Duettino [World premiere]
Canon for 4
Duo for Violin and Piano
Con leggerezza pensosa
Esprit rude/esprit doux
Mosaic [New York premiere]
Tara Helen O’Connor (flute), Charles Neidich (clarinet), Stephen Taylor (oboe), Stephen Gosling (piano), Rolf Schulte (violin), Hsin-Yun Huang (viola), Fred Sherry (cello), Kurt Muroki (double bass), Bridget Kibbey (harp), Donald Palma (conductor)
Film Interludes by Frank Scheffer
Jeremy Geffen, Series Moderator
Reviewed by: Gail Wein
Reviewed: 12 December, 2008
Venue: Zankel Hall at Carnegie Hall, New York City
They say that 100 is the new 60. We could say that about Elliott Carter, anyway. At age 100 years and one day, Carter was sprightly, cogent and revealing in the conversation that preceded a program devoted to his chamber music. Carter’s sense of humor shined through as he talked about his life and the weighty tome of music that he has created over the past century.
Since the 1950s, Carter’s musical style might be described as the epitome of ‘squeak-honk’, characterized by wide interval leaps, jagged rhythms and dramatic volume changes. Which is not to say that the music is ugly or unpleasant. Even for those who find the experience a challenge, it is undeniably full of personality with a depth and intensity that grabs the attention of even a casual listener.
Most of the performers were stalwarts of the New York chamber music scene and some – like the cellist Fred Sherry – have worked with the composer for decades. It was for Sherry and the violinist Rolf Schulte that Carter composed the Duettino this year. The players’ acute sense of timing and sensitivity to dynamics made this world premiere performance a resounding success.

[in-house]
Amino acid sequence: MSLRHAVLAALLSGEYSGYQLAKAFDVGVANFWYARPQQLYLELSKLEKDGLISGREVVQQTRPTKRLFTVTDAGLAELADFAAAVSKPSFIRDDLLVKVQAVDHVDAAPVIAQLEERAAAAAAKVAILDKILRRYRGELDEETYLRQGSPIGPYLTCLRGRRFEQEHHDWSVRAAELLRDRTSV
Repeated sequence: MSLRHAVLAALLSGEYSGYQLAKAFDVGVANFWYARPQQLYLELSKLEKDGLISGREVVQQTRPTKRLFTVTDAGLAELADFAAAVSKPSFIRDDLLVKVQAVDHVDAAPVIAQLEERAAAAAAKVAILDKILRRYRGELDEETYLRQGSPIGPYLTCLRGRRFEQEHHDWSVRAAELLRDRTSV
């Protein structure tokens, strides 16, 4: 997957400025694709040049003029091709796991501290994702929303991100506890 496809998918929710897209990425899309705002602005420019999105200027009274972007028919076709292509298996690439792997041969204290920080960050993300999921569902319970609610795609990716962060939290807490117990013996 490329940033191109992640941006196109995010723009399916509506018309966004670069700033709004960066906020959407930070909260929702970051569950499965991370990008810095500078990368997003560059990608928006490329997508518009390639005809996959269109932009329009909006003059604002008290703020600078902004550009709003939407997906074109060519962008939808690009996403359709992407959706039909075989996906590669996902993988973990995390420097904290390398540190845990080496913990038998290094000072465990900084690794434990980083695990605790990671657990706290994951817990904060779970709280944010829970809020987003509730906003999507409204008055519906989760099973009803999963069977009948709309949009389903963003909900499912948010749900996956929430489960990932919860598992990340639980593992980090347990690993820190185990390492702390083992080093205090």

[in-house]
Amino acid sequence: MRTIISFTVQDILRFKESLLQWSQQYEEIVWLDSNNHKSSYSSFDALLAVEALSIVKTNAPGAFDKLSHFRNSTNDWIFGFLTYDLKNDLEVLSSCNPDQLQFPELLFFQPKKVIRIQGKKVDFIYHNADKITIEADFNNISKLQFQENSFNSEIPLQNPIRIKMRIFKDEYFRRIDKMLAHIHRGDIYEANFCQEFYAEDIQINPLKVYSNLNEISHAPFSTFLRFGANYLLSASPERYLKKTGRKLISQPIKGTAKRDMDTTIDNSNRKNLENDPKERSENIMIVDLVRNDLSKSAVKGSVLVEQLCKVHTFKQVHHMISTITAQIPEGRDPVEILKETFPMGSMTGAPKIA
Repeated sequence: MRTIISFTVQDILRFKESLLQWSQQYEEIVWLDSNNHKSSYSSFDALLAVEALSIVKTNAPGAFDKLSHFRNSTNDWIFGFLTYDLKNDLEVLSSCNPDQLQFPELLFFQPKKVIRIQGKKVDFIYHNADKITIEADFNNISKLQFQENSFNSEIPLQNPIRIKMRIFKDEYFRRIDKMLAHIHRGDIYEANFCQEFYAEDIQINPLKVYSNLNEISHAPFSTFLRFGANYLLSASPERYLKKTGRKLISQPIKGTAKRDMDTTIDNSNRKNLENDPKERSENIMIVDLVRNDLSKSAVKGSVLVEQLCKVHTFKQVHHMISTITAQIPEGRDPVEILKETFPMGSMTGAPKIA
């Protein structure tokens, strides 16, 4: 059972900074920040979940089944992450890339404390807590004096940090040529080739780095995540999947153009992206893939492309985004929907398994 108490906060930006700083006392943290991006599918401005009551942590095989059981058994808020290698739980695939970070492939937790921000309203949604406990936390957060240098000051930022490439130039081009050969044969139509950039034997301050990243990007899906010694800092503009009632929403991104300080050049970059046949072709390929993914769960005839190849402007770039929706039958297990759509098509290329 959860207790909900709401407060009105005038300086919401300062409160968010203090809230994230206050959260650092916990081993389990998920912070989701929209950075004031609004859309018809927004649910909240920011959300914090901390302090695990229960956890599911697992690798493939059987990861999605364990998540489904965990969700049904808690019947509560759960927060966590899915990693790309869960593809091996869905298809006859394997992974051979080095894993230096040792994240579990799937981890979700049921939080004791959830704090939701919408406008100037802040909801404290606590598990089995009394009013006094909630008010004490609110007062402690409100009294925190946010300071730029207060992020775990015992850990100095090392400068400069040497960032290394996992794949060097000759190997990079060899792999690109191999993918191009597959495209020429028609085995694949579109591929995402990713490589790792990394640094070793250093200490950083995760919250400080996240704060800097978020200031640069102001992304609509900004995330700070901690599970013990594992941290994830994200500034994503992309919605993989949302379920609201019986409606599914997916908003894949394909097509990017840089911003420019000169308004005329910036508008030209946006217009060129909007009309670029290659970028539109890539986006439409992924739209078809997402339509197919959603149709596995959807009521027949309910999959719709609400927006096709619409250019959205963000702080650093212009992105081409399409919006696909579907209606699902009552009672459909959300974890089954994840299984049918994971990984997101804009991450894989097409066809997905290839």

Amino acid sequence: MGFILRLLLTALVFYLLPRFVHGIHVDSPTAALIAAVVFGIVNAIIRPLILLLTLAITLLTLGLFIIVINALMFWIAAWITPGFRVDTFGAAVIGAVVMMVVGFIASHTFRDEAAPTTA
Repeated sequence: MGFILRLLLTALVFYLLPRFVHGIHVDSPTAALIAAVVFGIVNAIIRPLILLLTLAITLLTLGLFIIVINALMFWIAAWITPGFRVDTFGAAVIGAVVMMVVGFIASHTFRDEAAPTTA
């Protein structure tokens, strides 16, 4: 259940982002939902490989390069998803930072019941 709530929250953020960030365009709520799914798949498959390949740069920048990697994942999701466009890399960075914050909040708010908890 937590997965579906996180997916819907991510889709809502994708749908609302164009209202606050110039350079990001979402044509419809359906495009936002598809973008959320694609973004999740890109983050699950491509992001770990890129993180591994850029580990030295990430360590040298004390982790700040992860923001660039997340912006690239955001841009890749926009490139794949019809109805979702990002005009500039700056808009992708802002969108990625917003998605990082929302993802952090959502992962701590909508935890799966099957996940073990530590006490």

Mosaic (2004) is a tribute to the harpist Carlos Salzedo, who wrote the book on harp technique, literally. Conductor Donald Palma led the octet, essentially a harp concerto, showcasing outstanding ensemble work. The composition had the brilliant young harpist Bridget Kibbey emulating snare drum and thunder, plucking single strings with the aplomb of a ballet dancer, and rippling through traditional glissandos.
The performances of Carter’s chamber music were interspersed with film clips of interviews in which Carter provided a fascinating window into his composition process and philosophy of music and life. Filmmaker Frank Scheffer has been following and filming Carter for a quarter-century; the clips are part of a forthcoming film on the history of Modernism.
The century mark is an obvious vehicle to celebrate a great composer’s life’s work, though rarely if ever is the composer around to enjoy it. Musical celebrations continue for many more months as Carter is fêted in his hometown of New York and around the world.